4. Find good content
While it may be daunting for teachers to collect their own video archive, there are online sites that can help. As I mentioned, Active Classroom has a selection of hundreds of videos over many topics. PBS Learning Media has a large collection of film clips connected to lesson plans for PBS content, including various Ken Burns films. Most of the videos range five to ten minutes in length. C-SPAN Classroom also has a large video selection, with a tool that allows the teacher to “clip” videos to fit the teacher’s needs and time frame. (All three of these resources can align content to state and Common Core standards.) Free video sites such as YouTube also have a great deal of educational content.
Although not free, a fair amount of classroom-usable video is available on various streaming services, including Netflix, Hulu, and Amazon. For example, I use several episodes of the PBS series, American Experience that are available on these sites, since I have subscriptions to all three. I’m able to have students view these videos through my LCD projector. If needed, especially in the case of the for-fee streaming video sources, the teacher might be able to just direct students to view the content.
5. Hold students accountable
Do not use video as a “reward” so they do not have to work or learn new material. It’s always best to have some sort of activity or assessment piece for students to complete. For example, I usually have a fill-in-the-blank activity or something similar for students to do while they watch the video. Obviously, I want this to be a learning experience for the students. This definitely requires the teacher to preview the material prior to showing it.
Again, there are also online resources that can help you develop activities. Most American Experience film websites, for example, includes the transcript for the film. As mentioned earlier, there are many lesson plans on the PBS Learning Media website that accompany the video clips. C-SPAN Classroom content also includes lesson plans, discussion questions, and other activities. All Active Classroom video activities include review questions, and videos are searchable by the standard you wish to hit.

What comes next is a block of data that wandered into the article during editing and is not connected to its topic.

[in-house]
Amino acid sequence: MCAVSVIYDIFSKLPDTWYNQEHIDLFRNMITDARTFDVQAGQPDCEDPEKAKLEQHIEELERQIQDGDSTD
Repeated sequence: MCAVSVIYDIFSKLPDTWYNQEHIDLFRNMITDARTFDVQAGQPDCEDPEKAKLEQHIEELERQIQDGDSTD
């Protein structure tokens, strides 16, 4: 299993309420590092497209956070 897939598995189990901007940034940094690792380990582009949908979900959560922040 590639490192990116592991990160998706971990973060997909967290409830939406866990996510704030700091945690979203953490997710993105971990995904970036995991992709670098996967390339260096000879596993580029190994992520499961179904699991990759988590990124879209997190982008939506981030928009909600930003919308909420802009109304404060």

6. Add it to the quiz
You might also wish to include items from video content on the next quiz or test you give as well. This gives even more “legitimacy” to using video with students.
While today’s students may not see a 16mm in their classroom in the 21st Century, using video can be an important part of classroom instruction, if the teacher properly prepares and uses it. Give these suggestions a try!
Have other suggestions about more effective use of video? Feel free to post below in the comment section.
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Michael Hutchison is social studies department chair at Lincoln High School in Vincennes, Indiana. A 39-year teaching veteran, he has written multiple titles for Social Studies School Service such as Conquering Close-Reading, and as well as lessons for several Ken Burns films, including The War, The Roosevelts: An Intimate History, and The Vietnam War. In 2014, the Indiana Historical Society named him Caleb Mills History Teacher of the Year.